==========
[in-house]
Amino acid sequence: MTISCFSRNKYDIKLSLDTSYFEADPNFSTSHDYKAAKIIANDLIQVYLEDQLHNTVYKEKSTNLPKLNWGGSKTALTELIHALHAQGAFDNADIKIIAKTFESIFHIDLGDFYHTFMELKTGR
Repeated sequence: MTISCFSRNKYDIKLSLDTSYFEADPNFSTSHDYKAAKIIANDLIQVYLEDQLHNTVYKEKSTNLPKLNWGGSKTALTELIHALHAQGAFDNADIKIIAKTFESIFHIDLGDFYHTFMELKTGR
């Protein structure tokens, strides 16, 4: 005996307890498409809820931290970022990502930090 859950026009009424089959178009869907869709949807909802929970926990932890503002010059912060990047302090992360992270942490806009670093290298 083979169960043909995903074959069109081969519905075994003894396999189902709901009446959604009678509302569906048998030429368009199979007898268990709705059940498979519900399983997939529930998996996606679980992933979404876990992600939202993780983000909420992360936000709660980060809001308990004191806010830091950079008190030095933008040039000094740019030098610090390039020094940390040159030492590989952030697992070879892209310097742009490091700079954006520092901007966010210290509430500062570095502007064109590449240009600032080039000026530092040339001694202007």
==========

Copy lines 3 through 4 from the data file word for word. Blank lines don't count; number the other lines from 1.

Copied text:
Repeated sequence: MTISCFSRNKYDIKLSLDTSYFEADPNFSTSHDYKAAKIIANDLIQVYLEDQLHNTVYKEKSTNLPKLNWGGSKTALTELIHALHAQGAFDNADIKIIAKTFESIFHIDLGDFYHTFMELKTGR
């Protein structure tokens, strides 16, 4: 005996307890498409809820931290970022990502930090 859950026009009424089959178009869907869709949807909802929970926990932890503002010059912060990047302090992360992270942490806009670093290298 083979169960043909995903074959069109081969519905075994003894396999189902709901009446959604009678509302569906048998030429368009199979007898268990709705059940498979519900399983997939529930998996996606679980992933979404876990992600939202993780983000909420992360936000709660980060809001308990004191806010830091950079008190030095933008040039000094740019030098610090390039020094940390040159030492590989952030697992070879892209310097742009490091700079954006520092901007966010210290509430500062570095502007064109590449240009600032080039000026530092040339001694202007």